Intensifiers and Believability

What is the effect of intensifiers  – words such as clearly, very, obviously – on making ideas more believable? The research is not conclusive, but it appears that the effect of intensifiers depends on the context in which they are used.

Some early empirical studies found that intensifiers do what they are supposed to do – intensify; their effect is usually mild. Other studies found that intensifiers are merely redundant.

Yet, the later research, especially the research into the so-called powerless language, found that intensifiers correlate with lower ratings of competence and intelligence. Here, however, the intensifiers were part of powerless language: hesitations (“um”, “ah”), hedges (“sort of” and “kind of”), polite forms (“please”, “thank you”) and similar.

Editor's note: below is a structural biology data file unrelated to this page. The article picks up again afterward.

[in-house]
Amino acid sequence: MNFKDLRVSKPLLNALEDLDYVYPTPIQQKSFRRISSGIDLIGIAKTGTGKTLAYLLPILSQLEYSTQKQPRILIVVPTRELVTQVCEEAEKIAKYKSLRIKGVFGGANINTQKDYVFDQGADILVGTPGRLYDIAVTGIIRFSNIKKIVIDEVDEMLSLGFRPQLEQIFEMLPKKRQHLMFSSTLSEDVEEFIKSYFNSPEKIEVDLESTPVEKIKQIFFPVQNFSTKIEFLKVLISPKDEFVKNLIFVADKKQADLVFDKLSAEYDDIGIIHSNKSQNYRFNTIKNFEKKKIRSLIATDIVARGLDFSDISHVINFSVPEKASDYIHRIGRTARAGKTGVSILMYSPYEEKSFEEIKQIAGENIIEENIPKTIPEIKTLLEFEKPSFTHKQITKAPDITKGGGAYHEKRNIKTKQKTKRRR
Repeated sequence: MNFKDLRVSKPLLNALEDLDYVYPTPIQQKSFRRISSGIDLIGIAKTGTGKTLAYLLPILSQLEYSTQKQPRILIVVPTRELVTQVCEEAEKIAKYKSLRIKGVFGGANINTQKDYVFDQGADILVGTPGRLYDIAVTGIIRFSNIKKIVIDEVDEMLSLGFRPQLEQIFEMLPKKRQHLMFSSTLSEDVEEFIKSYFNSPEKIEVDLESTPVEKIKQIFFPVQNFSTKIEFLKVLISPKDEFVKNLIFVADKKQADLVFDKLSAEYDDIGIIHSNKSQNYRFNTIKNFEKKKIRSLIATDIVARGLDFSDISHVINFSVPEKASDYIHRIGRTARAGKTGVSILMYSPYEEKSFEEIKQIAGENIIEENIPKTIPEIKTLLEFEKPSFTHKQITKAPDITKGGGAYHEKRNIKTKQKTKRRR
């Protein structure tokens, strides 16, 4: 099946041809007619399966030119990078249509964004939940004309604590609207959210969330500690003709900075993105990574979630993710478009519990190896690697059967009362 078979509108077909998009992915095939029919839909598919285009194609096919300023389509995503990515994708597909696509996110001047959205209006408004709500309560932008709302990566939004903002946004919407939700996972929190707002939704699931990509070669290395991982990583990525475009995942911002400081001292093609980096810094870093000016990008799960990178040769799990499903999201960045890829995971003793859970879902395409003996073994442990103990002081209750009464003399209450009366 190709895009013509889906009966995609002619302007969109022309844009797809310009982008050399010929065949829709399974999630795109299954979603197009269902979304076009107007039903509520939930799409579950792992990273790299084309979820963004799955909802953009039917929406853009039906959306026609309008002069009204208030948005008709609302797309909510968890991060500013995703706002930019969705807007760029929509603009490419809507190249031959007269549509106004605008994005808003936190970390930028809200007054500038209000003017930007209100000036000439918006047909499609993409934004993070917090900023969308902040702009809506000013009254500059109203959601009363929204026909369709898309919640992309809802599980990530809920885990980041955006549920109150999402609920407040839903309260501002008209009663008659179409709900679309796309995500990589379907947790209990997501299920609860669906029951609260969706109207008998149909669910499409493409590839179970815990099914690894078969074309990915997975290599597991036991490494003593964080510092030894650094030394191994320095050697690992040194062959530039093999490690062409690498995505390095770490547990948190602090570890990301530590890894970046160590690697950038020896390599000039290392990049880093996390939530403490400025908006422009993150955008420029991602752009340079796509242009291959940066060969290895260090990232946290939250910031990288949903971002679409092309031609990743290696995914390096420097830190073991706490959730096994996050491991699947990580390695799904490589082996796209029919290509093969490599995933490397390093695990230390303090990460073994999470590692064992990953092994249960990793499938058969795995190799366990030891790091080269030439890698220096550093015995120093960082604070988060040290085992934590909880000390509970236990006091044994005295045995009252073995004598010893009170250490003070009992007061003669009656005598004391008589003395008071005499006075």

One study analyzing lawyers’ appellate briefs found that the excessive use of intensifiers correlated with negative outcomes. The same study also found that in certain situations intensifiers are actually associated with favorable results. Yet, that study is of limited value because it only shows correlation: it doesn’t show that intensifiers are the cause of negative outcomes, only that they’re associated with negative outcomes (it might be that those lawyers who excessively used intensifiers had weaker cases to begin with).

So overall, although their effect is likely to be mild at best, intensifiers are safe to use by themselves. Yet, when combined with powerless language, intensifiers will likely decrease the effectiveness of your message even more than powerless language would by itself. Of course, if you do use them, it is best not to abuse them.